RVery Best Nest

Come join Joe, Mallery & I, as we travel around the USA in our RVery Best Nest. God's Favor has been chasing us down, and we are enjoying all of His blessing's, that He has created for all to enjoy!





Thursday, September 27, 2012

Ruby Beach, & Olympic National Park Hon Rain Forest, WA

Saturday 9/1/2012


Still in Forks, WA, we took our next day drive south on Hwy. 101 to Ruby Beach.

On our drive to Forks in the Nest, we had to by pass this area, so we wanted to go back and visit it.

Views of Olympic National Park Ruby Beach from half way down on the trail.
Ruby Beach is covered in rocks, tree trunks,

and sea stacks.

Joe peaking through the sea stack hole.

We walked as far as we can go.

The beach further north was getting swallowed up by the sea.

On the way back, Joe spots this object on the beach. It was covered in flies and maggots. It looked like a pig, wild or domestic. Where did he/she come from? Did it get caught in high tide?

More of the perfectly smooth and round Pacific coast rocks.

Some of the tree trunks on the beach are huge.

Mallery and I climb and conquered the trunk.

Out at sea we saw a lighthouse on an island.

Destruction Lighthouse out about a mile off shore.

After enjoying our lunch we started to drive back north on Hwy. 101.

About 12 miles south of Forks, WA, we turned east on Hoh Rain Forest Road.

After a few miles we came to the Olympic National Park entrance gate. If you don't have a annual pass you will pay $15 to get in.

As we drove further into the park, we saw a sign just next to the road for another giant tree. This Sitka spruce is 270 feet tall, and is 500 to 550 years old.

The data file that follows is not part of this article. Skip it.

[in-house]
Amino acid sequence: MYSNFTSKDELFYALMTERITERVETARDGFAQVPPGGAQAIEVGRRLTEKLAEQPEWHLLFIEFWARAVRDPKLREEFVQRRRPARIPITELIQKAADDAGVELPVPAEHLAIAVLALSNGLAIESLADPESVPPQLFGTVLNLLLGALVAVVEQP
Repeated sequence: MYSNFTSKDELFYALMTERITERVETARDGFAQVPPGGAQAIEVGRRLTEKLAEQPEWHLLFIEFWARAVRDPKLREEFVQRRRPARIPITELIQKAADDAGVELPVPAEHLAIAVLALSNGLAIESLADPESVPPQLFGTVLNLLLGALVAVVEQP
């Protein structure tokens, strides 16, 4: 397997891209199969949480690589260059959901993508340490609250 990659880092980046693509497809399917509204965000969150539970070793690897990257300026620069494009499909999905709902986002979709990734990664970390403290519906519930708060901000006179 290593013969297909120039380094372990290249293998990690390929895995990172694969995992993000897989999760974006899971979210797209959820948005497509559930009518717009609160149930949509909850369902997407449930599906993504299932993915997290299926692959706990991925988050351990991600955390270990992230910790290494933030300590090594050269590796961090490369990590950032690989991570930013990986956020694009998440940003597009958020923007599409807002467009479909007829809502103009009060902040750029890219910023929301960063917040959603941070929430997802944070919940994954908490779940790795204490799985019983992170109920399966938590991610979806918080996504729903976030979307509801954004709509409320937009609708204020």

Moss laded trees everywhere.

Hoh Visitor Center is 18 miles east from Hwy. 101

There are 3 short trails that you can take once at the Visitor Center. For the professional hikers, there is a 17.3 mile hike.

We chose the Hall of Mosses Trail.

While on our hike, I learn that the pregnant trees that I have seen, are tumors caused by early insect damage or virus.

I let Joe brave the trail first to make sure it was safe.

Santa Claus mushroom on a moss covered evergreen tree.

This rain forest receives over 200 inches of rain per year.

This arched bough is covered with lush beards of clubmoss that is feed by the light and air.

The environment supplies enough moisture and air born nutrients to keep the moss alive on the bough.

This forest is one of the only coniferous rain forest in the world.

When trees do fall and die, they become nurse trees and support moss, lichen and other trees on it.

These two trees once lived on a down nurse truck before it deteriorated away.

Nurse truck completely gone, but still evident that it use to be there.

This giant tree was 190 feet tall.

It took two pictures to show the size of the tree, and another portion of the tree is further in the forest.


As we get to the end of the trail, I took this picture of a moss covered trunk leaning over a stream.
The floor of the stream is also covered in bright green moss.

As we walk toward the car, we saw this old pay phone covered in moss.

Dogs are not allowed on trails in the park, so we left Mallery in the car. Our campground host had told us the parking lot in the Hoh Rain Forest was completely shaded, and with the temperatures in the high 60's, we knew she would be fine. Views of the Hoh River in the Olympic National Forest, as we headed home.
 

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